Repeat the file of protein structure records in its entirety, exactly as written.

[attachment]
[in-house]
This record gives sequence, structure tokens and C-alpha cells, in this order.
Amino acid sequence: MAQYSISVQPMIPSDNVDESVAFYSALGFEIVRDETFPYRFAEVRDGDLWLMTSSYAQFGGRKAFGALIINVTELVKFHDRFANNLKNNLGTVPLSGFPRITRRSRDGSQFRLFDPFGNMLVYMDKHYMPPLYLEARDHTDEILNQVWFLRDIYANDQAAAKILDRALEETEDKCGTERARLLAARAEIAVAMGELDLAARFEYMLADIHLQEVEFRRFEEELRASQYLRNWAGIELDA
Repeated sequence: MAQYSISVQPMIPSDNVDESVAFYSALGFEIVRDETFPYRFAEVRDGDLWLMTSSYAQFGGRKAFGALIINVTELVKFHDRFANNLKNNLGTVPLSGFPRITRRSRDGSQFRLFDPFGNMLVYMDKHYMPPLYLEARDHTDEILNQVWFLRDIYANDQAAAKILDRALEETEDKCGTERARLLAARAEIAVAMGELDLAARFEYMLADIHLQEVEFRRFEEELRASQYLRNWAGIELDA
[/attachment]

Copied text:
[in-house]
This record gives sequence, structure tokens and C-alpha cells, in this order.
Amino acid sequence: MAQYSISVQPMIPSDNVDESVAFYSALGFEIVRDETFPYRFAEVRDGDLWLMTSSYAQFGGRKAFGALIINVTELVKFHDRFANNLKNNLGTVPLSGFPRITRRSRDGSQFRLFDPFGNMLVYMDKHYMPPLYLEARDHTDEILNQVWFLRDIYANDQAAAKILDRALEETEDKCGTERARLLAARAEIAVAMGELDLAARFEYMLADIHLQEVEFRRFEEELRASQYLRNWAGIELDA
Repeated sequence: MAQYSISVQPMIPSDNVDESVAFYSALGFEIVRDETFPYRFAEVRDGDLWLMTSSYAQFGGRKAFGALIINVTELVKFHDRFANNLKNNLGTVPLSGFPRITRRSRDGSQFRLFDPFGNMLVYMDKHYMPPLYLEARDHTDEILNQVWFLRDIYANDQAAAKILDRALEETEDKCGTERARLLAARAEIAVAMGELDLAARFEYMLADIHLQEVEFRRFEEELRASQYLRNWAGIELDA